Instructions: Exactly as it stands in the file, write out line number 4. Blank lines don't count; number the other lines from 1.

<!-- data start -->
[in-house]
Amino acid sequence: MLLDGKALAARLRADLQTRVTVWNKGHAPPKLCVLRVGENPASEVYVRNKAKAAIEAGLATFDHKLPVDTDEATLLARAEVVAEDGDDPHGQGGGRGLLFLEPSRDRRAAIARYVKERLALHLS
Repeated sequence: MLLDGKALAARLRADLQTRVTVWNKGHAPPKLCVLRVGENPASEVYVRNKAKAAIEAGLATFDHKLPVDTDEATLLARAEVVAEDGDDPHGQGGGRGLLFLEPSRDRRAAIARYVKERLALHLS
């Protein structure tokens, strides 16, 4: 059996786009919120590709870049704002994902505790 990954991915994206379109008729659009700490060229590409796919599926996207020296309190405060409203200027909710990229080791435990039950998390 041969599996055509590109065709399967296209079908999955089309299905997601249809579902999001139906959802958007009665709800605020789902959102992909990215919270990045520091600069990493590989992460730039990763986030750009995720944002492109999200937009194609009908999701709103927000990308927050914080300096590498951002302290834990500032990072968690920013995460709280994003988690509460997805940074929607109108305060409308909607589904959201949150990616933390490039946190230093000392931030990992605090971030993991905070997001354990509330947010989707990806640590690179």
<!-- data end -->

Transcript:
């Protein structure tokens, strides 16, 4: 059996786009919120590709870049704002994902505790 990954991915994206379109008729659009700490060229590409796919599926996207020296309190405060409203200027909710990229080791435990039950998390 041969599996055509590109065709399967296209079908999955089309299905997601249809579902999001139906959802958007009665709800605020789902959102992909990215919270990045520091600069990493590989992460730039990763986030750009995720944002492109999200937009194609009908999701709103927000990308927050914080300096590498951002302290834990500032990072968690920013995460709280994003988690509460997805940074929607109108305060409308909607589904959201949150990616933390490039946190230093000392931030990992605090971030993991905070997001354990509330947010989707990806640590690179």